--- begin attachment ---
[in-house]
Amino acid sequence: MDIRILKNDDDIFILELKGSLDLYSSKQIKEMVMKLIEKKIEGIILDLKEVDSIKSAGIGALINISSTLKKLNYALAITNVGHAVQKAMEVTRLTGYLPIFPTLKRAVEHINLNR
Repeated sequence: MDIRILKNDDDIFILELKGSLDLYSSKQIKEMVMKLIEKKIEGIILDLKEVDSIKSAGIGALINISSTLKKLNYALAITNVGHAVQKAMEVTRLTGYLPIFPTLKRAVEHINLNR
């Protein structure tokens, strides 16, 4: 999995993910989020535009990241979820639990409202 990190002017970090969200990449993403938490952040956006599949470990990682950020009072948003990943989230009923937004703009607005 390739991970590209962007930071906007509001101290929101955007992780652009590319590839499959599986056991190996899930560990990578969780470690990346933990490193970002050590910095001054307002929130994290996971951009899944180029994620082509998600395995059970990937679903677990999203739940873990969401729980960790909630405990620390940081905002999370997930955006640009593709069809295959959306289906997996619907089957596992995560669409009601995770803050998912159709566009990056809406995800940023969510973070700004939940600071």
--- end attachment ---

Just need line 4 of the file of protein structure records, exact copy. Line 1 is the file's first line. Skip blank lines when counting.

């Protein structure tokens, strides 16, 4: 999995993910989020535009990241979820639990409202 990190002017970090969200990449993403938490952040956006599949470990990682950020009072948003990943989230009923937004703009607005 390739991970590209962007930071906007509001101290929101955007992780652009590319590839499959599986056991190996899930560990990578969780470690990346933990490193970002050590910095001054307002929130994290996971951009899944180029994620082509998600395995059970990937679903677990999203739940873990969401729980960790909630405990620390940081905002999370997930955006640009593709069809295959959306289906997996619907089957596992995560669409009601995770803050998912159709566009990056809406995800940023969510973070700004939940600071």